Shares of the Student Loan Marketing Association jumped in active trading Monday as investors apparently decided that final plans by the government to restructure the college loan program were not as bad as expected.
Sallie Mae stock was up $1.625 to $49.125 at the close, with heavy volume of more than 2 million shares.
Help was provided by a rating increase to "buy" from "hold" from Eric Hemel of Morgan Stanley & Co., with a $56 target for the stock in 12 months.
Based on the congressional compromise, Mr. Hemel raised his 1994 earnings estimate to $5.40 from $4.40 and raised his five-year growth rate estimate to 10% from zero.
Banks Opposed Clinton Plan
But Sallie Mae's price is still nearly 35% below the 52-week high of $75.875 it reached before Bill Clinton's election as president.
Congressional negotiators last Friday reached a compromise to shift up to 60% of government-backed college loans to direct lending within five years.
President Clinton wanted a complete move into direct lending, but that was fiercely opposed by banks, which now originate most student loans.
Sallie Mae makes a secondary market in the loans, buying them from banks and then issuing securities with the loans as collateral.
|More Positive' than Speculated
"The proposal, as it stands, is more positive than the speculation a few weeks ago about what might be coming down the pike," said Thomas O'Donnell. an analyst at Prudential Securities Inc.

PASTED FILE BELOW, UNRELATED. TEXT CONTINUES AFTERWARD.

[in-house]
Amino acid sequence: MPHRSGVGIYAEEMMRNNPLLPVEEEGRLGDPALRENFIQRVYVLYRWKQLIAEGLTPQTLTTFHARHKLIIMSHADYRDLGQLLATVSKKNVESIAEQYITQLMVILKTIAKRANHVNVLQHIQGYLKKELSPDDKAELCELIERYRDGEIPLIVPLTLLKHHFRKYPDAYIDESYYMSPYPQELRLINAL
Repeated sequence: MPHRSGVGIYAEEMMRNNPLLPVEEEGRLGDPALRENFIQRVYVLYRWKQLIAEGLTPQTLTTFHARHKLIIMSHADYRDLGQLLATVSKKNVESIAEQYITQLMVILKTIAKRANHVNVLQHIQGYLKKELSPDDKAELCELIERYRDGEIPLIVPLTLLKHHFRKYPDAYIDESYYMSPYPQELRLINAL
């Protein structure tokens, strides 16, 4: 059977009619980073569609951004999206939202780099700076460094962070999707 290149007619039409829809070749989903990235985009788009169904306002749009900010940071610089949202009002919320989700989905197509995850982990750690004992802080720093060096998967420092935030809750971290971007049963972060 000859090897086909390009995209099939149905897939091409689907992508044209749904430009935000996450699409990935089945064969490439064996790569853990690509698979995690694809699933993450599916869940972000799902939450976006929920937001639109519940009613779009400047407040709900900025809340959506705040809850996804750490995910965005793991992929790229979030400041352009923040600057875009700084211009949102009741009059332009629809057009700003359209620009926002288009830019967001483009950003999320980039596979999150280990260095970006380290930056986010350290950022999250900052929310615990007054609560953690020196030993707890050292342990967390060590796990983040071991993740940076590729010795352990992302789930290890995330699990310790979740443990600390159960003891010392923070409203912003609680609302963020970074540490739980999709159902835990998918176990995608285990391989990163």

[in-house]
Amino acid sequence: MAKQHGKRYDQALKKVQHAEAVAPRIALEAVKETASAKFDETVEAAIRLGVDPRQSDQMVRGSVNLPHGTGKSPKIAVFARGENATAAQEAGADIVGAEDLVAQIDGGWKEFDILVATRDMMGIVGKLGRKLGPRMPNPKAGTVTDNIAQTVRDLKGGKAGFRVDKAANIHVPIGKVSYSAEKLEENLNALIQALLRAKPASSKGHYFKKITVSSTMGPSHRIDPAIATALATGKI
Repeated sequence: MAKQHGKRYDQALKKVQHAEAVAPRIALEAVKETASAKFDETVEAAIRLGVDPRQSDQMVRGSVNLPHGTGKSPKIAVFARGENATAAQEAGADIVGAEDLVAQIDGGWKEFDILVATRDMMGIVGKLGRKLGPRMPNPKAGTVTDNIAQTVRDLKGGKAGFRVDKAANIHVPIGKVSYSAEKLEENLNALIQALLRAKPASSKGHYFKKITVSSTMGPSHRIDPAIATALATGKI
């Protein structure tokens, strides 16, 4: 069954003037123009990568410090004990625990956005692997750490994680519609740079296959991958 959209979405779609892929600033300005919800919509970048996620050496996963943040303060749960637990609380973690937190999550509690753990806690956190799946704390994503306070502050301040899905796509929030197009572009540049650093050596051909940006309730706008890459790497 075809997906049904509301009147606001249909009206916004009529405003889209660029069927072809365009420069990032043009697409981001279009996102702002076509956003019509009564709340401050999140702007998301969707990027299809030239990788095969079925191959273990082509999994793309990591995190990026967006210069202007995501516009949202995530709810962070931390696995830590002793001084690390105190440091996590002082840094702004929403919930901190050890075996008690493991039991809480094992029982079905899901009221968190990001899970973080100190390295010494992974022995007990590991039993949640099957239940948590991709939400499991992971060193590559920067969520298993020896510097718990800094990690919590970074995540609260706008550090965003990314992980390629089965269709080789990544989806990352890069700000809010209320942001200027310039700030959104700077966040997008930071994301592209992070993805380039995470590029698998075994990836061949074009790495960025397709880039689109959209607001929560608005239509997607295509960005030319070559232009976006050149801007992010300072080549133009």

Sallie Mae shares bottomed out on June 23 at $40 - 47.3% below their high on Sept. 14 - as worries peaked on Wall Street about the final shape of the government direct lending plan.
Mr. O'Donnell on Monday raised his 1994 earnings estimate for Sallie Mae to $5.40 from $4.45 per share, reflecting the compromise on fees to be paid by the government-sponsored enterprise. His estimate for this year remains at $4.85.
But the analyst is extremely cautious about the stock, rating it a "hold" and recommending it only for speculative investors.
"Next year looks like the earnings peak. Beyond that, things are very cloudy, with the ultimate impact of direct lending unknown," he said.
Gary Gordon, an analyst at PaineWebber Inc., has a similar "hold" rating with a "negative bias" on the stock because of what he term a "serious cut" in revenue prospects.
Under the plan, direct student lending by the government would cover 5% of college loans for the 1994-95 academic year, jump to 40% in 1995-96, climb to 50% in each of the two succeeding years and then peak at 60% in 1998-99.
Fee of 0.30% Required
The Clinton administration believes direct lending will be cheaper than paying interest rate subsidies to banks. Critics assert the government and colleges involved will not be able to manage the program.
Under the compromise struck by Senate and House negotiators, Sallie Mae would have to pay an annual fee of 0.30% on new loans it purchases. The fee will cost the company an estimated $540 million.
While the House version imposed no fee, the compromise proposal is better from Sallie Mae's perspective than the Senate version, which levied the fee on the company's entire $46 billion loan portfolio.
"The fee is prospective as opposed to being retroactive." pointed out Mr. O'Donnell.